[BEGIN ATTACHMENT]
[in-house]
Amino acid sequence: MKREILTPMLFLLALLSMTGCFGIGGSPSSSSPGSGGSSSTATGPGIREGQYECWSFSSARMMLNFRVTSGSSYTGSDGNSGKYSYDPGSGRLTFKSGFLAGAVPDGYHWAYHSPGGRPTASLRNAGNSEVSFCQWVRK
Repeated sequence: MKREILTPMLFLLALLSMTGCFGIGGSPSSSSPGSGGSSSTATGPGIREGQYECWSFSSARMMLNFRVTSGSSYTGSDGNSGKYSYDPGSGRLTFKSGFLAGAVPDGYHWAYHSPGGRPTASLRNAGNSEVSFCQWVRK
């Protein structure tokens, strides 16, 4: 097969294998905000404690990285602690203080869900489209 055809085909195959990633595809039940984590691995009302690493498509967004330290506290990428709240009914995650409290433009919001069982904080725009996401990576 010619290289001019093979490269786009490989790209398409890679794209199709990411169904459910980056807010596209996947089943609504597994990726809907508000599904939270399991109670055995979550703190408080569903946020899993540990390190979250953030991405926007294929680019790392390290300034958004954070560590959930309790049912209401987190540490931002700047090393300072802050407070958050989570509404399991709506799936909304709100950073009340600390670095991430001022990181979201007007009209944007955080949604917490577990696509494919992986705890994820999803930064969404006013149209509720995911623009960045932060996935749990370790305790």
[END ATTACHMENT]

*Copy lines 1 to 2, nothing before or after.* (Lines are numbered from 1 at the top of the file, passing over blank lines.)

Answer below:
[in-house]
Amino acid sequence: MKREILTPMLFLLALLSMTGCFGIGGSPSSSSPGSGGSSSTATGPGIREGQYECWSFSSARMMLNFRVTSGSSYTGSDGNSGKYSYDPGSGRLTFKSGFLAGAVPDGYHWAYHSPGGRPTASLRNAGNSEVSFCQWVRK